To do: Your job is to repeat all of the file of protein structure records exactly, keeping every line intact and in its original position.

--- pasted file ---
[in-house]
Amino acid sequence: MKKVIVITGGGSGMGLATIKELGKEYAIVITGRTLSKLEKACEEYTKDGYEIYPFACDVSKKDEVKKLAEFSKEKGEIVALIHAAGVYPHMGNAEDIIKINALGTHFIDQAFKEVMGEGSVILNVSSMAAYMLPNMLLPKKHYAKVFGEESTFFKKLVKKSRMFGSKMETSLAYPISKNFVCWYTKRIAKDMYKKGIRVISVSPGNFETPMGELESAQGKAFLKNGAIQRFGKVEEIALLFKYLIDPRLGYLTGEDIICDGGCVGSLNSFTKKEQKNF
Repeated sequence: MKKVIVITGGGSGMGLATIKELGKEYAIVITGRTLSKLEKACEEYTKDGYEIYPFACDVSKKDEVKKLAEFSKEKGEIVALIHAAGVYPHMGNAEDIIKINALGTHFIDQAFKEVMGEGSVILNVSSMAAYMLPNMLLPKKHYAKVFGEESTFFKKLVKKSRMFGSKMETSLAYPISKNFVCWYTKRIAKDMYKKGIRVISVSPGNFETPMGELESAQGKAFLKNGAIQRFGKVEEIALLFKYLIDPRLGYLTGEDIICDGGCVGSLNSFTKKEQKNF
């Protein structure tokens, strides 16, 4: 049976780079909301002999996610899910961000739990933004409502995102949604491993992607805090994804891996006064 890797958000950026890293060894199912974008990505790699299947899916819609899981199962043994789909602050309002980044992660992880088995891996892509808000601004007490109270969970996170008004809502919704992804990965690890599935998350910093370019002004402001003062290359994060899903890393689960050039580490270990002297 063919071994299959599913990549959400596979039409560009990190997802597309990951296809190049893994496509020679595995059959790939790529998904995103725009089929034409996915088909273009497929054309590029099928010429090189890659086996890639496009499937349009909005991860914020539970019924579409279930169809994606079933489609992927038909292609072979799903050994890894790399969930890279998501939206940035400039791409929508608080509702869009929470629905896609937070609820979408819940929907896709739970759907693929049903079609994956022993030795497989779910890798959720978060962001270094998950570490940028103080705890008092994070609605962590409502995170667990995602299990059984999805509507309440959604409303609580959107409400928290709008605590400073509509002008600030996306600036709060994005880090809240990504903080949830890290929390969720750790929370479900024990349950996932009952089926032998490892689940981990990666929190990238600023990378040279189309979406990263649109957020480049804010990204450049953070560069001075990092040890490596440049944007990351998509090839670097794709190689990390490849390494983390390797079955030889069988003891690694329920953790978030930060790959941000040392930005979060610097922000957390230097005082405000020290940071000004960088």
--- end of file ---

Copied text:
[in-house]
Amino acid sequence: MKKVIVITGGGSGMGLATIKELGKEYAIVITGRTLSKLEKACEEYTKDGYEIYPFACDVSKKDEVKKLAEFSKEKGEIVALIHAAGVYPHMGNAEDIIKINALGTHFIDQAFKEVMGEGSVILNVSSMAAYMLPNMLLPKKHYAKVFGEESTFFKKLVKKSRMFGSKMETSLAYPISKNFVCWYTKRIAKDMYKKGIRVISVSPGNFETPMGELESAQGKAFLKNGAIQRFGKVEEIALLFKYLIDPRLGYLTGEDIICDGGCVGSLNSFTKKEQKNF
Repeated sequence: MKKVIVITGGGSGMGLATIKELGKEYAIVITGRTLSKLEKACEEYTKDGYEIYPFACDVSKKDEVKKLAEFSKEKGEIVALIHAAGVYPHMGNAEDIIKINALGTHFIDQAFKEVMGEGSVILNVSSMAAYMLPNMLLPKKHYAKVFGEESTFFKKLVKKSRMFGSKMETSLAYPISKNFVCWYTKRIAKDMYKKGIRVISVSPGNFETPMGELESAQGKAFLKNGAIQRFGKVEEIALLFKYLIDPRLGYLTGEDIICDGGCVGSLNSFTKKEQKNF
């Protein structure tokens, strides 16, 4: 049976780079909301002999996610899910961000739990933004409502995102949604491993992607805090994804891996006064 890797958000950026890293060894199912974008990505790699299947899916819609899981199962043994789909602050309002980044992660992880088995891996892509808000601004007490109270969970996170008004809502919704992804990965690890599935998350910093370019002004402001003062290359994060899903890393689960050039580490270990002297 063919071994299959599913990549959400596979039409560009990190997802597309990951296809190049893994496509020679595995059959790939790529998904995103725009089929034409996915088909273009497929054309590029099928010429090189890659086996890639496009499937349009909005991860914020539970019924579409279930169809994606079933489609992927038909292609072979799903050994890894790399969930890279998501939206940035400039791409929508608080509702869009929470629905896609937070609820979408819940929907896709739970759907693929049903079609994956022993030795497989779910890798959720978060962001270094998950570490940028103080705890008092994070609605962590409502995170667990995602299990059984999805509507309440959604409303609580959107409400928290709008605590400073509509002008600030996306600036709060994005880090809240990504903080949830890290929390969720750790929370479900024990349950996932009952089926032998490892689940981990990666929190990238600023990378040279189309979406990263649109957020480049804010990204450049953070560069001075990092040890490596440049944007990351998509090839670097794709190689990390490849390494983390390797079955030889069988003891690694329920953790978030930060790959941000040392930005979060610097922000957390230097005082405000020290940071000004960088």